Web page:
(Continued in next post.)

Nov-09-12  Abdel Irada: <<>Nothing to sneeze at<>

(Part 2 of 2)>

<(2.2) 20. ...Qf7
21. Nd5, Kf8>

Worse are (a) 21. ...Ke6??; 22. Qf5# and (b) 21. ...Ke8/Kd8?; 22. Rxg8 .

<22. Rxg8, Qxg8
23. Qxd7, Nxe3>

To save the knight.

<24. Bxc6!...>

This threatens 25. Qe7#, forcing Black's reply.

<24. ...Nxd5
25. Bxd5 >

Black will have to play 25. ...Qg7, simplifying into a lost ending, to avoid a mating attack beginning with 26. Rh1.

<<>(2.3) 20. ...Ke6 21. Nd5!...>

White threatens 22. Nc7#, leaving Black seven ways to try to defend, although most collapse quickly.

<(2.3.1) 21. ...f5
22. Rxg8 >

Black can't recapture without allowing 23. Qxf5#.

<(2.3.2) 21. ...Qf7??
22. Qf5#>

<(2.3.3) 21. ...Rg7
22. Qf5, Kf7
23. Qxd7, Kg6
24. Qf5, Kf7
25. Rxf8, Rxf8
26. Qxg4 >

<(2.3.4) 21. ...Qd8
22. Rxg8 >

<(2.3.5) 21. ...Qc8
22. Rxg8 >

<(2.3.6) 21. ...Qb8
22. Rxg8 >

In none of the preceding three lines can the queen abandon the defense of c7 to recapture the rook.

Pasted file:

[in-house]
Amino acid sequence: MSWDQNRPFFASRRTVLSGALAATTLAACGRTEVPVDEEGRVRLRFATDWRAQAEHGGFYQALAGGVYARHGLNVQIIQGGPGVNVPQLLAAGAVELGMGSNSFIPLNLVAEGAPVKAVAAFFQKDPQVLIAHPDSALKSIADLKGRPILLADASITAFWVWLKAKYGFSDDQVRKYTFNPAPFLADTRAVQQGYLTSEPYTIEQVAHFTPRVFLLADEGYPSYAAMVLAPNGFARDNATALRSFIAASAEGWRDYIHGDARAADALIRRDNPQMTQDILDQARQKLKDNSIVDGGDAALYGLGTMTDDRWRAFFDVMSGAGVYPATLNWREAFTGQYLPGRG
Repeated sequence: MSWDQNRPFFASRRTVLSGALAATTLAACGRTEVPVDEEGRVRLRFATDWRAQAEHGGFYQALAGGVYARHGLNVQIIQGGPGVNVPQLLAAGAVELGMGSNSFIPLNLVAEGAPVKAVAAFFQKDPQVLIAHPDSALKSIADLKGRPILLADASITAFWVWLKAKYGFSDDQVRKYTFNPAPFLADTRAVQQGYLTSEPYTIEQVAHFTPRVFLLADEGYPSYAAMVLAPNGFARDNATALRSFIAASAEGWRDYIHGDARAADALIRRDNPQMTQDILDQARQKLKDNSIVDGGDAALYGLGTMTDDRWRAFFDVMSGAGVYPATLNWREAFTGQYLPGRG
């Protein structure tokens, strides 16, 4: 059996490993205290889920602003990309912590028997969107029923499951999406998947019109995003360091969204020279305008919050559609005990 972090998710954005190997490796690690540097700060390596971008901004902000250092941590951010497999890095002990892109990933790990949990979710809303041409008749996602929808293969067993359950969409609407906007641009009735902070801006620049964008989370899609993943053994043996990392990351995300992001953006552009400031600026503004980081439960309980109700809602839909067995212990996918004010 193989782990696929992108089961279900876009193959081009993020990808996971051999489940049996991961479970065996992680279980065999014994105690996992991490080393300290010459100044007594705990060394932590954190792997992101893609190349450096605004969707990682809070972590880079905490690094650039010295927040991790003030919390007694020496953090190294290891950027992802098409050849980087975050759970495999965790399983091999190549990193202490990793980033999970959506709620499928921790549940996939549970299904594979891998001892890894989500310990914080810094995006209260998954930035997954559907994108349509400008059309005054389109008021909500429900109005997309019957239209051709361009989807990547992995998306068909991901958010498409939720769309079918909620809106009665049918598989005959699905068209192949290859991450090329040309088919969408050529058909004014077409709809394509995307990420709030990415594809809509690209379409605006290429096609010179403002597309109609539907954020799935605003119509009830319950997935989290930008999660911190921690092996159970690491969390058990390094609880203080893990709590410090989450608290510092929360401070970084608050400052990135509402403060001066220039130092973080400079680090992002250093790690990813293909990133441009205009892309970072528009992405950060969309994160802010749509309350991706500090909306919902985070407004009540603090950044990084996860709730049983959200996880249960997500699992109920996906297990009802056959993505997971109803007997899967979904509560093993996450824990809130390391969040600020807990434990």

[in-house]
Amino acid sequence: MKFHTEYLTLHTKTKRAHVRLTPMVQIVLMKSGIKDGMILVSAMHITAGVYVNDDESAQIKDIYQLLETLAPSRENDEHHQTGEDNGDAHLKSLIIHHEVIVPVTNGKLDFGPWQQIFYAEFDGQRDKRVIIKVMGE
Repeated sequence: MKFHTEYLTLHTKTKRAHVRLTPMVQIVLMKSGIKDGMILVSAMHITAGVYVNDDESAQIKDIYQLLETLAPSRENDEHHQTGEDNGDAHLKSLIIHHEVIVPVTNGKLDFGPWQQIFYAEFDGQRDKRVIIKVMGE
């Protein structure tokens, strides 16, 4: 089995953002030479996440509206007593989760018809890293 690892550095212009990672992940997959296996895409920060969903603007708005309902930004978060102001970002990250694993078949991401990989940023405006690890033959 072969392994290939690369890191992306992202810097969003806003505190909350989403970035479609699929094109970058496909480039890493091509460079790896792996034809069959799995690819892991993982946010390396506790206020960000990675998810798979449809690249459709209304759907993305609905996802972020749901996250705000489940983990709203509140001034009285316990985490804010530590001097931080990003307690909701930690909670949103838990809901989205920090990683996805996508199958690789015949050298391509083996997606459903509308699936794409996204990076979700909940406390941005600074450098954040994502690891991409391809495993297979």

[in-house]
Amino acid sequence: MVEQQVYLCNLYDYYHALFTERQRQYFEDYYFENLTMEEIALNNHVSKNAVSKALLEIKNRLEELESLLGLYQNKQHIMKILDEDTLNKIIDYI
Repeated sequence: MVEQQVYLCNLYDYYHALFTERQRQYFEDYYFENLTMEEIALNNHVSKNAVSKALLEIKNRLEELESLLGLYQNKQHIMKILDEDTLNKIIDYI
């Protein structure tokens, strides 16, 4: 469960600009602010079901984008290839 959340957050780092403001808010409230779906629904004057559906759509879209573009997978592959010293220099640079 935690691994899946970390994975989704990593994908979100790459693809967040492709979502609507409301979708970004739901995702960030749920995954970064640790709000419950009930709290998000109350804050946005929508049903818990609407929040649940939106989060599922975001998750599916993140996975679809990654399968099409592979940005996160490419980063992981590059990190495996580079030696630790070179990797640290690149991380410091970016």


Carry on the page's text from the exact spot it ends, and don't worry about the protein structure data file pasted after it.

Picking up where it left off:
<<> (2.3.7) 21. ...Rc8 22. Rxg8 >

If 22. ...Qxg8?; 23. Nxc7, Rxc7; 24. Qxg8. The only other choice is 22. ...Qh6; 23. Qf5, Kf7; 24. Qxd7, Kxg8; 25. Qxc8, K any; 26. Qxg4, with an advantage of a rook and two bishops.

Nov-09-12  Abdel Irada: I see Black "gschwendted" his game away with 19. ...Qxh8? But the difference is ultimately immaterial.
Premium Chessgames Member
  kevin86: I started fine...but couldn't close the deal.
Premium Chessgames Member
  doubledrooks: I found 18. Qh5+ Ke7 19. Rh8 and now:

a. 19...Qxh8 20. Nd5+ Ke6 21. Nxc7+ Ke7 22. Nd5+ Ke6 23. Qxg4+ Kf7 24. Qxd7+

b. 19...Rg8 20. Qh7+ Ke6 21. Nd5 (threatening Nxc7#) Rc8 23. Qf5+ Kf7 24. Qxd7+

c. 19...Qf7 20. Qxf7+ Kxf7 21. Rxa8

Premium Chessgames Member